Evidence from countries where abortion services are safe, legal and accessible, shows that abortion related deaths and complications are greatly reduced. However, the global gag rule has thwarted in the past the efforts of abortion reform advocates to change restrictive laws.
The consequences of unsafe abortions has been particularly acute in Latin America and the Caribbean, the region with the highest rates of unsafe abortions, according to the World Health Organization data.
The Guttmacher Institute calculates that between 2010-2014, an estimated 6.5 million induced abortions occurred each year in Latin America and the Caribbean, and according to the Center for Reproductive Rights, more than an estimated 2,000 Latin American women die every year from unsafe abortions.
Abortion is completely banned in seven countries in the region – Chile, the Dominican Republic, El Salvador, Haiti, Honduras, Nicaragua and Suriname – even when the health or life of a woman or girl depend on it. Legal abortion upon request during the first trimester is available in Cuba, Mexico City and Uruguay. In most other countries in the region, even when legal, accessing life-saving abortions is incredibly difficult as some health professionals will refuse to practise them on ideological grounds.
The consequences of criminalising women who seek an abortion are well known: high maternal mortality and morbidity rates due to unsafe abortions that disproportionately affect women and girls living in poverty. Many women are forced to spend years behind bars after being accused of having an abortion.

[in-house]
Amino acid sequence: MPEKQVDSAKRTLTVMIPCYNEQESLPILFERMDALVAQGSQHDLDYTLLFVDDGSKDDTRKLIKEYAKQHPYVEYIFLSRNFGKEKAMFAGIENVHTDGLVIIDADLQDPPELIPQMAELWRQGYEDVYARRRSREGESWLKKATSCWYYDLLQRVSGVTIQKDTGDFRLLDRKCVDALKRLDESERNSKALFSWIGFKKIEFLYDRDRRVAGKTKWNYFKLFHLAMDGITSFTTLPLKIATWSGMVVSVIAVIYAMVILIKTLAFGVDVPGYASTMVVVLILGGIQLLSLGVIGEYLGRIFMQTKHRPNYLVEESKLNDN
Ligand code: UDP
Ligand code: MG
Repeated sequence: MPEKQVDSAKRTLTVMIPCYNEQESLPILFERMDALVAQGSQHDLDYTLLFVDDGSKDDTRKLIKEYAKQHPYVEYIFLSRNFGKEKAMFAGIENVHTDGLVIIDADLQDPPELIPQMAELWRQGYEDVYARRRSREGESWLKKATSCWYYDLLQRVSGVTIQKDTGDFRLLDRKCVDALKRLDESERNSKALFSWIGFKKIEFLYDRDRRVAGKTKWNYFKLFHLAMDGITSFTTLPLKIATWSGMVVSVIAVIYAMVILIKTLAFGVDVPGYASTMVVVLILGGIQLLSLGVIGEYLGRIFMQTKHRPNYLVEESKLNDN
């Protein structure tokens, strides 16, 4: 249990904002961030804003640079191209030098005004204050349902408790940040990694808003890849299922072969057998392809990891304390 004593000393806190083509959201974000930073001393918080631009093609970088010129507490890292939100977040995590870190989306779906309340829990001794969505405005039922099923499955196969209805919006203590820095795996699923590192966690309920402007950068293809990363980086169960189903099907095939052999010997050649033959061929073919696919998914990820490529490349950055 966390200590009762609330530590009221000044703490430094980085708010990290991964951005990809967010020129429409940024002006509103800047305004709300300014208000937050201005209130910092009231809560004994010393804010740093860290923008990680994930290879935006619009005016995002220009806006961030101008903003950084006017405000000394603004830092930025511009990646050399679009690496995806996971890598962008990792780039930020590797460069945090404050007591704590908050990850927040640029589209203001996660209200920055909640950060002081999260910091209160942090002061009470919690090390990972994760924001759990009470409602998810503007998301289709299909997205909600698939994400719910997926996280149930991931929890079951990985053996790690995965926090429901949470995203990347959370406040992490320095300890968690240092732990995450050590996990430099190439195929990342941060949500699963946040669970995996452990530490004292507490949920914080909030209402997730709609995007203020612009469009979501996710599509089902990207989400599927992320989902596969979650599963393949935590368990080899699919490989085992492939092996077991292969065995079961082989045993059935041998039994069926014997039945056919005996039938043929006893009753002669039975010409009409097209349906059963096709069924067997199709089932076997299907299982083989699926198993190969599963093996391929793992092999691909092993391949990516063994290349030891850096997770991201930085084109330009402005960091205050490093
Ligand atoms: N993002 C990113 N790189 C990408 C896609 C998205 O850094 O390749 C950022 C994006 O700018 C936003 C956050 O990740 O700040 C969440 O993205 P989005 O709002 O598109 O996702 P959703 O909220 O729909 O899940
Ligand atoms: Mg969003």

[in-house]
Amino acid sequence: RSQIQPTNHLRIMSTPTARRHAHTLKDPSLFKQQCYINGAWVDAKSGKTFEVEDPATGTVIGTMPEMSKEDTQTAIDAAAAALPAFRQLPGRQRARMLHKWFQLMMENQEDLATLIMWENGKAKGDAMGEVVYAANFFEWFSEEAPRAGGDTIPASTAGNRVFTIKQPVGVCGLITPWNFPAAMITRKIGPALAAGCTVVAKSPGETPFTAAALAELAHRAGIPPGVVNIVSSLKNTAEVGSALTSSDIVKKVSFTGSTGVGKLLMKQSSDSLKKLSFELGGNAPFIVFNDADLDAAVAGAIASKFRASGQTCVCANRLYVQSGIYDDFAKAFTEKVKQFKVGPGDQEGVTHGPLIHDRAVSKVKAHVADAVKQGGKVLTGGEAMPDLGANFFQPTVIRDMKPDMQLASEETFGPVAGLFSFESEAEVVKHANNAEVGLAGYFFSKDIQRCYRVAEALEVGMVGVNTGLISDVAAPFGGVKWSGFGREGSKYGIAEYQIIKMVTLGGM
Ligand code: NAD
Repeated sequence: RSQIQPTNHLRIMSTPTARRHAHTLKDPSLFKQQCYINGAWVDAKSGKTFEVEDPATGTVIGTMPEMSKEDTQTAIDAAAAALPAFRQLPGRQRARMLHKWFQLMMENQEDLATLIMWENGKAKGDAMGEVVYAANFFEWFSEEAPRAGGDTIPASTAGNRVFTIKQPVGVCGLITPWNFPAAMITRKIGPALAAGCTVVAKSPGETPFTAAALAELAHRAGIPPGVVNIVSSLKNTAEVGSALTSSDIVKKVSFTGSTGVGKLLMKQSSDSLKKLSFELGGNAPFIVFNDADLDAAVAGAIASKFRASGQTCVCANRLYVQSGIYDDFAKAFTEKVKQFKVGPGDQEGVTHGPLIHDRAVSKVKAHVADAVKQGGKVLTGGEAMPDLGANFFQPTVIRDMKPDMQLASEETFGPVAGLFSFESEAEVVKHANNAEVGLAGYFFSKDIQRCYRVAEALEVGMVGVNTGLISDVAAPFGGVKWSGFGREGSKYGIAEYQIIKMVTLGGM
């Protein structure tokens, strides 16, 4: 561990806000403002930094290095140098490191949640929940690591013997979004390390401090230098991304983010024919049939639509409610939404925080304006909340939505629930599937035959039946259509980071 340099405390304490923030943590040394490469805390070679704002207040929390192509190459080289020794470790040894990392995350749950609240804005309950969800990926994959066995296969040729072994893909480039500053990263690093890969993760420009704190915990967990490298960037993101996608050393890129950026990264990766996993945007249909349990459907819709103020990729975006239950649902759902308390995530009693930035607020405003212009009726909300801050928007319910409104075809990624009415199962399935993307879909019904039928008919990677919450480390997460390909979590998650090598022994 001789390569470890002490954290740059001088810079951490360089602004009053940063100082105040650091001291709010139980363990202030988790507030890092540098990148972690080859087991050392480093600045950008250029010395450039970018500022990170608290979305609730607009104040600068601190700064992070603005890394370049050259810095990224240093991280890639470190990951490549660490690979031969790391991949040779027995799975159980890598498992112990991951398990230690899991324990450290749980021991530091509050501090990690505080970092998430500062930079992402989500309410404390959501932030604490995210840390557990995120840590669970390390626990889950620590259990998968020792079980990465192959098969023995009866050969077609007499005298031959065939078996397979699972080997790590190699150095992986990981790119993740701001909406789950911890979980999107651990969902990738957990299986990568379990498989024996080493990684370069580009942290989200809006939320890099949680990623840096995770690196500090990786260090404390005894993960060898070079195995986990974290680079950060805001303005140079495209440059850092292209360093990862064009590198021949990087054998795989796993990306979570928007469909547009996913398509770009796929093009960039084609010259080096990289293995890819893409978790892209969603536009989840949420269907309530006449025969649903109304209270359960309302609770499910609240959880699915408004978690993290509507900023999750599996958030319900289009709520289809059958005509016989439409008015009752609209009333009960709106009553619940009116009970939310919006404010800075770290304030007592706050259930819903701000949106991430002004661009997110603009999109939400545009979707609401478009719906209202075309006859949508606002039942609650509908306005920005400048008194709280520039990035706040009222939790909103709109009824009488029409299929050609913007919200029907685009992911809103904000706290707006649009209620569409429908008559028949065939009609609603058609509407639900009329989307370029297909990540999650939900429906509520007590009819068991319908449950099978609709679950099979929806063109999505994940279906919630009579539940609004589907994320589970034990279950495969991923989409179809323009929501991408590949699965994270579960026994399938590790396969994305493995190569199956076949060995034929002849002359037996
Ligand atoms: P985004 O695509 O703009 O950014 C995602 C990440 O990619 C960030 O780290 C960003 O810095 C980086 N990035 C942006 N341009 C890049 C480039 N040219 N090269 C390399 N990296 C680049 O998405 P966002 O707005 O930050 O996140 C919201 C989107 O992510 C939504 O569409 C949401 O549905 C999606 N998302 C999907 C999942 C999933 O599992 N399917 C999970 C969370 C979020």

Persistent gender discrimination and inequality in most countries across Latin America and the Caribbean is at the root of women and girls’ inability to exercise their human rights.
Discriminatory stereotypes remain deeply rooted in a patriarchal culture which still relegates women to the sphere of social reproduction – a culture widely promoted, in great part, by religious organisations including the Catholic Church and evangelical churches.
In past years, a second stronghold of opposition to women’s rights progression in the region has come from the US. The increasing influence of anti-abortion groups within the Republican party has created a drift towards anti-abortion policies in some states. This has affected pro-choice and women’s rights organisations both directly, by the imposition of the gag rule, and also indirectly, through the legitimacy and strength given to anti-abortion discourses and proposals. Latin American politicians have not been indifferent to these trends and have thus sought the support of US conservative forces and anti-abortion groups to strengthen their chances of winning office by negotiating the rights of women and proposing policies and legislation to criminalise abortion and further restrict women’s sexual and reproductive rights.
While discrimination against women is evident in almost all areas of life, it is in the area of sexual and reproductive health that it reaches shocking levels. It is the regulation of women’s sexuality and reproduction that most clearly reveals harmful gender stereotypes and bias.
Unfortunately, in this adverse regional context, and with the reinstatement of the global gag rule, the future for women and girls and their real chances of being able to exercise their human rights are tragically uncertain.
Today more than ever, a strong stand against these clear violations of women’s human rights needs to prevail. It is time to unite in action against discrimination and violence.